New Jersey already had some of the strictest gun-control laws in the nation when Gov. Phil Murphy took office. Undaunted in his quest to establish his progressive credentials, the governor and his fellow Democrats have enacted another 10 gun-control laws and his first term isn’t even half over.

This week a federal judge upheld one of the six laws signed last year by Murphy, which tightened an existing limit on magazine capacity from 15 bullets to 10. Others seemed less effective or redundant.

Murphy signed four more bills recently, led by a new smart-gun mandate that at least fixes the failed existing smart-gun law that has been on the books for 17 years.

That previous version had required that if smart guns — ones with technology that ensures they can be fired only by their lawful owners — ever became available, they would be the only kind of handgun for sale in New Jersey.

It already was almost impossible to get a permit for a regular handgun in the state. Many felt the law signed by Gov. Jim McGreevey discouraged gun manufacturers from developing a smart gun since to do so would make illegal in the state all the handguns that buyers generally prefer.

The new law, still anticipating that day when an approved smart gun reaches the market, requires gun retailers to sell at least one model and provide buyers with a list of others approved by a new state committee. Sellers would also have to prominently display the smart gun and provide information on its special features. A state telling businesses what to sell sounds fishy, but at least the goal of ensuring availability is reasonable.

The National Rifle Association’s Institute for Legislative Action objected, of course, calling it an attempt to force the market to accept an inferior product. It said even if smart guns reach New Jersey gun dealers, they won’t sell and “will have zero impact on public safety.” The law was just “another swipe at the state’s law-abiding citizens.”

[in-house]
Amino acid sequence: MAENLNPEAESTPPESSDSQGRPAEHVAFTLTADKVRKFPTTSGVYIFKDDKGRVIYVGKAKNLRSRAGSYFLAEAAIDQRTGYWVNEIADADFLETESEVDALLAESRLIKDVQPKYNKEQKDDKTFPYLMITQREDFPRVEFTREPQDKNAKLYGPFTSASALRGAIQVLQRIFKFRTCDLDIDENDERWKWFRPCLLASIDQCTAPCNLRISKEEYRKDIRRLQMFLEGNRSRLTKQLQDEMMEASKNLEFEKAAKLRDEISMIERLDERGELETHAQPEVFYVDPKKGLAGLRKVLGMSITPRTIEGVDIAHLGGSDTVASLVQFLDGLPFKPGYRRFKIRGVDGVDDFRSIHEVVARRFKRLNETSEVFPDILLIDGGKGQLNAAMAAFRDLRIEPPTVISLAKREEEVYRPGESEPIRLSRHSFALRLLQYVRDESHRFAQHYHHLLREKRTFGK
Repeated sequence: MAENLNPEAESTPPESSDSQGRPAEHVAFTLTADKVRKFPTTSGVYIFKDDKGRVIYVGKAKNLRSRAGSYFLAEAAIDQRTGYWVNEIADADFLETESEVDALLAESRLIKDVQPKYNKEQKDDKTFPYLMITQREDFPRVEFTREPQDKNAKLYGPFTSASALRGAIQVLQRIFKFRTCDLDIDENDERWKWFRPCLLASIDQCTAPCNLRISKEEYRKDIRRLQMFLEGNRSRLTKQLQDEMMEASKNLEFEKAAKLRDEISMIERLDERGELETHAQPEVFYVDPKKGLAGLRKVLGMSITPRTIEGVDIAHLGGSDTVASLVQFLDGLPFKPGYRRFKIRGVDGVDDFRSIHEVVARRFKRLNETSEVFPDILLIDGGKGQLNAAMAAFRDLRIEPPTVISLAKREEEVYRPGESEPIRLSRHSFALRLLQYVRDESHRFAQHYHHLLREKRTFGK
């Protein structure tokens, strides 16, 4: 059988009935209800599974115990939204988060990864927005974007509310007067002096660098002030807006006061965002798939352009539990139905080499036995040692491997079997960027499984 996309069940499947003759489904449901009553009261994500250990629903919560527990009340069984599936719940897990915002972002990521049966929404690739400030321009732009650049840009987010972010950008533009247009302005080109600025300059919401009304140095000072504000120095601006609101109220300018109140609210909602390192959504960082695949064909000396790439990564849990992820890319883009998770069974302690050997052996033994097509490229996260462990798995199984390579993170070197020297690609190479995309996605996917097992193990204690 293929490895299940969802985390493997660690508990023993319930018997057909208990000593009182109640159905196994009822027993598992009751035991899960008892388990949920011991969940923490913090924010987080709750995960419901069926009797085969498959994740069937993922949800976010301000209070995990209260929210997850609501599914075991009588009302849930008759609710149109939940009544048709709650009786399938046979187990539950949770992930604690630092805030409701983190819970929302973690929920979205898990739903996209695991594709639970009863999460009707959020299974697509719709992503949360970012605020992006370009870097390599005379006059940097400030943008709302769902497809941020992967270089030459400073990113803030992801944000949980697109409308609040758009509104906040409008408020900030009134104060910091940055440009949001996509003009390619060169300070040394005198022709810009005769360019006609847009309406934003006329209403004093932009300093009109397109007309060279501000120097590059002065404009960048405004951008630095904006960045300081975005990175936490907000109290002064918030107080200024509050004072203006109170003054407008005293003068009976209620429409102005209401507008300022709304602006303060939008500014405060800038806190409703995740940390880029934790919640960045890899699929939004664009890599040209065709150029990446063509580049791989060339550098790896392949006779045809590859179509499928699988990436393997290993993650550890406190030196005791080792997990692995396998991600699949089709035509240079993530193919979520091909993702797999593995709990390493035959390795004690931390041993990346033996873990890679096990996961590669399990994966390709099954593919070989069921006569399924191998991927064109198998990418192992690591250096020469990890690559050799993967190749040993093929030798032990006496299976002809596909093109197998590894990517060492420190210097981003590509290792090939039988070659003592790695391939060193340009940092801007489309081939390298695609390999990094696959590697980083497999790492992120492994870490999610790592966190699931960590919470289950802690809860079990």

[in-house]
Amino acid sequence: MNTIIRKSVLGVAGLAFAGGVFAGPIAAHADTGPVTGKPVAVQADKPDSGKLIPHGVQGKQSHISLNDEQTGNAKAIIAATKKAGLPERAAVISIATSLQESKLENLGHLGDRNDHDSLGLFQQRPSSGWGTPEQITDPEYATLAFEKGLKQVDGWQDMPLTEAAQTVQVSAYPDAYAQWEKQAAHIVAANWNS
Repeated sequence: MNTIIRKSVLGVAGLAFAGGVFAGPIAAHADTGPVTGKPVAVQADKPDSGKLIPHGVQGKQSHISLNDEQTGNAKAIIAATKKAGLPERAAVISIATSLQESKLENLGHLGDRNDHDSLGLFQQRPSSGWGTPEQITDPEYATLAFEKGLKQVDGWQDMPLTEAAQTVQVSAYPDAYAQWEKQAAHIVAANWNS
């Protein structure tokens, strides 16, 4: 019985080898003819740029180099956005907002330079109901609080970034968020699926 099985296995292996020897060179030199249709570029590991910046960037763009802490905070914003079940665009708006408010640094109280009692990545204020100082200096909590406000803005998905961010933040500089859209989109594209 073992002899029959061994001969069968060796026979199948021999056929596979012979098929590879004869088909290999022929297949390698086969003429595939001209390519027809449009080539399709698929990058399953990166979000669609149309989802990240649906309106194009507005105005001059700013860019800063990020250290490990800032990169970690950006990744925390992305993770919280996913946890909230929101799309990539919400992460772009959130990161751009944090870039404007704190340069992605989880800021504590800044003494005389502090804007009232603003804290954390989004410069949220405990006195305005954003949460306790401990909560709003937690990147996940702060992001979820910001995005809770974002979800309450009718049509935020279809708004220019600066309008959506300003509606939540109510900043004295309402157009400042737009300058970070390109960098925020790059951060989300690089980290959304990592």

One of the new laws, the only one to get Republican support, addresses the connection between gun availability and suicide. It requires the attorney general to establish a suicide prevention course and materials, which gun dealers and firing ranges will have to make available to customers. The course will be optional.

That seems like a new approach to the leading cause of U.S. firearms deaths, but its effectiveness will depend on what Attorney General Gurbir Grewal produces.

Meanwhile, Murphy and state Democrats can boast that, even in gun-unfriendly New Jersey, they’ve been able to come up with some new restrictions on legal ownership. Many people clamor for officials to do something, anything, every time there is a newsworthy shooting nationally. They seem to be listening.

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